Well, actually, I watched it a few days ago and I really just watched “Live Free or Die,” the first episode of Season Five. But, screw it, this is my blog and today we’re going to talk about why I love this episode.
Oh, uh. Spoilers. Of course.
The question that I have to ask you guys is: are you yae or nay “Fly”? I’ve seen it be a rather divisive episode, with plenty of people loving it, and plenty of others seeing it as the worst in the show. As I’ve already said, I’m all for the Fly episode, so I thought hey, I’m in a Breaking Bad mood. I’ll talk about why I like this episode.
“Fly” is an episode with a simple plot: Walt realises that a fly has found its way inside the lab, and he has to get rid of it. It’s a contaminant. In time, Jesse shows up to help, but he’s far more reluctant than Walt to put so much time into searching for and killing a fly. As they search, they talk about their lives, bonding and all that.
That’s it. That’s the episode.
Compared to the rest of the show, which is generally quite fast paced, this episode has the slower pace characteristic of an episode of Better Call Saul, as it focuses entirely on the search for the fly and the conversation between Walt and Jesse. I think this might be a large part of what puts people off the episode, as the show’s fast pace is what’s usual, and part of the attraction—Breaking Bad is often exciting, edge of your seat stuff. A lot of people have the same problem with Better Call Saul, which has a far slower pace than Breaking Bad.
I think the slow pace is a good thing. “Fly” is the tenth episode of season three, which has thirteen episodes. The season is gearing up to a pretty dramatic—and stressful—finale at this point, and my personal second favourite finale of the show. (Knock knock.) This episode is taking a step back, slowing things down, before hurling us into this dramatic chain of events.
You might not realise it in the moment, but slower moments like this allow us to take a break. If there’s no break, your audience will burn out. If they burn out, they might not pay attention, or even stick through the whole thing. No creator wants to exhaust their audience to the point that they give up or stop focusing on what’s going on. This is particularly important in a show like Breaking Bad, in which everything was set up long ago, and as things slowly fall into place it’s often the audience who is left to figure out how.
Obviously Breaking Bad isn’t the only piece of fiction to do this. Lots of movies and shows use moments of quiet, or moments of humour, to give the audience a chance to breathe. The Marvel Cinematic Universe even uses whole movies to achieve this. Think about the placement of Ant-Man compared to Civil War. And, more recently, the very comical (but dramatically comic) Ragnarok lined up so close to Infinity War.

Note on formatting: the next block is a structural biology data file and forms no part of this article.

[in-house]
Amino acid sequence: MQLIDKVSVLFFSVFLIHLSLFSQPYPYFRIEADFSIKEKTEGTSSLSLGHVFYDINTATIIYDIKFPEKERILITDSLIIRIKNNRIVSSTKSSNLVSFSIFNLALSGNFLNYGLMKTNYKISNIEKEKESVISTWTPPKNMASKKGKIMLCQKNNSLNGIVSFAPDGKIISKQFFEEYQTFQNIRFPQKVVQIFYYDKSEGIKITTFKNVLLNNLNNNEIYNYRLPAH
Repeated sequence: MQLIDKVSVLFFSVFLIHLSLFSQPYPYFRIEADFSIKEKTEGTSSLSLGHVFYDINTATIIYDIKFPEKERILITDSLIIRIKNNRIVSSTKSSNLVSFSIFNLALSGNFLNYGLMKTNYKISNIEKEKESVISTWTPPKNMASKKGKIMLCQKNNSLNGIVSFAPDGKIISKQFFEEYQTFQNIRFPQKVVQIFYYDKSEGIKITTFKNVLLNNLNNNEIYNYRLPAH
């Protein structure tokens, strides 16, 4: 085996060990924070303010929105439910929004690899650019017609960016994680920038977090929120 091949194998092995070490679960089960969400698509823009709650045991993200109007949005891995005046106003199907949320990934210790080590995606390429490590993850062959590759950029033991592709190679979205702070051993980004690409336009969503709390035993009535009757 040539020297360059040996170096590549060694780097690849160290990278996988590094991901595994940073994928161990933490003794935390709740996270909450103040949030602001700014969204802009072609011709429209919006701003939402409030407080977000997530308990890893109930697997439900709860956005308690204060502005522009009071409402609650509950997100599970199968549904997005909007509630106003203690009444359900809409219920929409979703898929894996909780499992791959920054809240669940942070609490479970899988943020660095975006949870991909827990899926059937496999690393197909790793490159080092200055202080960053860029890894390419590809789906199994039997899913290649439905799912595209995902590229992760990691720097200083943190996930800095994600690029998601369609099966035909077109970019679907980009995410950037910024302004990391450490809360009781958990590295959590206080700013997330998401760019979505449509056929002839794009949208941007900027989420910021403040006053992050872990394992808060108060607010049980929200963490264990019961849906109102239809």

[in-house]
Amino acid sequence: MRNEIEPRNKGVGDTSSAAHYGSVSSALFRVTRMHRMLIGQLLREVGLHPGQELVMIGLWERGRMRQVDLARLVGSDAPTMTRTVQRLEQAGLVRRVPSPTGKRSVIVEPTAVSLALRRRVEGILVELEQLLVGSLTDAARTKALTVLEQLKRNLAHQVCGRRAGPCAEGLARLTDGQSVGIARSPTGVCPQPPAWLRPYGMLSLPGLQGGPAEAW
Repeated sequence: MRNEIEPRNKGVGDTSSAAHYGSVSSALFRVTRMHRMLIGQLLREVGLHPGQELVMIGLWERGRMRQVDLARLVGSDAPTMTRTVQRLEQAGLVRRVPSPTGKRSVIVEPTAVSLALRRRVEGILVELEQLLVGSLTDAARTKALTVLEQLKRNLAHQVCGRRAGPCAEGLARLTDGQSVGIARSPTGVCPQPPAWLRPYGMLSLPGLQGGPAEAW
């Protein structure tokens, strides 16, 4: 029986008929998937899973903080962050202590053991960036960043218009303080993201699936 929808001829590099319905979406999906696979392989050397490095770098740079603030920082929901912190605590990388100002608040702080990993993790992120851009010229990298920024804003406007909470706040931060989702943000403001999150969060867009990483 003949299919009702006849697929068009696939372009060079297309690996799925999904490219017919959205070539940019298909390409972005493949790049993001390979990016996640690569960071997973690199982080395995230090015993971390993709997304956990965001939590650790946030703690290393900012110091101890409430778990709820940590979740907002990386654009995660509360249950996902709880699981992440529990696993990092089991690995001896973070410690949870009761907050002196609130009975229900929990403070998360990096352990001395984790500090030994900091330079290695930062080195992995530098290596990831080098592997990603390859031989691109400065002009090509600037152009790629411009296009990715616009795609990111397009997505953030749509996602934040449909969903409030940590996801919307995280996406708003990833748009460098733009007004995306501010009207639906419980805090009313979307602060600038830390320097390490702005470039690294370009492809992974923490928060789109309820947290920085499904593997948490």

Breaking Bad chose to give the audience an entire episode to breathe, take a break, which a) stops us from burning out and b) makes the final three episodes even more dramatic in comparison, as we’ve just come from that break.
The episode has another positive effect on the season—and series overall. In this episode, Walt and Jesse have a very in depth conversation about their lives. Walt even reaches the point of lamenting the fact that he’s still alive, and realising the exact moment that he wishes he had died. Meanwhile, Jesse comforts him and lies him on the couch, removing his shoes, after he falls asleep.
One of the running aspects of the show is that Walt and Jesse have each other’s backs. Even when they’ve fallen out, neither one is ready to let the other get killed. This episode is a calmer, softer way of showing that, as Jesse takes care of Walt by putting him to bed instead of saving his life from a drug dealer. The introspective conversations also allow the audience an entire episode to get extra connected to the characters—something which Breaking Bad needs to work hard at, given how unsympathetic so many of their actions are—so that we extra extra don’t want them to get killed when all the shit goes down in the season finale.
There’s also another aspect to what this episode achieves—actually, this show is so masterful that I could go on forever, as I haven’t even gone into the cold open with Skyler singing to Holly.
This episode is probably the most introspective episode of the show. In a show like Breaking Bad, that’s invaluable. Breaking Bad has a man doing bad things for an arguably good reason, and asks: How far can you justify going? What is it okay to do in order to protect yourself and your loved ones? Moral questions like this mean that the show needs to examine its characters. For example, I think that Jesse is a good guy, while Walt is the biggest dick known to man. And I think that’s what the show was going for. While most of the time the show does an excellent job of being introspective in the middle of all the action, episodes like “Fly” allow a real glimpse into the characters hearts.
And, as always with Walt, allow us to ask “Just how much of this is bullshit?”
And all of that is why I like the fly episode. But I’d love to hear what you think.
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